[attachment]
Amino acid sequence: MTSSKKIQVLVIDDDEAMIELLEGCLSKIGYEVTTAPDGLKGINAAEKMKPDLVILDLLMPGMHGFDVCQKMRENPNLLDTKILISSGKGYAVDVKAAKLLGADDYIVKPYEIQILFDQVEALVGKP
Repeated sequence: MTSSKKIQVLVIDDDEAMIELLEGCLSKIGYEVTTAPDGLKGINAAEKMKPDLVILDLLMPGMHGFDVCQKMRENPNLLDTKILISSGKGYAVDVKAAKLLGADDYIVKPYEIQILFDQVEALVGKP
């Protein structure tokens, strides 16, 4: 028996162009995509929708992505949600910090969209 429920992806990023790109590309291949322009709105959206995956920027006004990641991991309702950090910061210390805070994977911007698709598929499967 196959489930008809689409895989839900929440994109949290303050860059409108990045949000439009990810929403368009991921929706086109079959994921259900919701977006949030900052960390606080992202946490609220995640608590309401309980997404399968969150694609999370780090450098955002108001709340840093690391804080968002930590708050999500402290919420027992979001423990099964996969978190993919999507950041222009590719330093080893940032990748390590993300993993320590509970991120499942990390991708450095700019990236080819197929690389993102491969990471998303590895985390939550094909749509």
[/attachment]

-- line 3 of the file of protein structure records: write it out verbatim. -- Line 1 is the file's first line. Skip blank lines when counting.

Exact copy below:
């Protein structure tokens, strides 16, 4: 028996162009995509929708992505949600910090969209 429920992806990023790109590309291949322009709105959206995956920027006004990641991991309702950090910061210390805070994977911007698709598929499967 196959489930008809689409895989839900929440994109949290303050860059409108990045949000439009990810929403368009991921929706086109079959994921259900919701977006949030900052960390606080992202946490609220995640608590309401309980997404399968969150694609999370780090450098955002108001709340840093690391804080968002930590708050999500402290919420027992979001423990099964996969978190993919999507950041222009590719330093080893940032990748390590993300993993320590509970991120499942990390991708450095700019990236080819197929690389993102491969990471998303590895985390939550094909749509």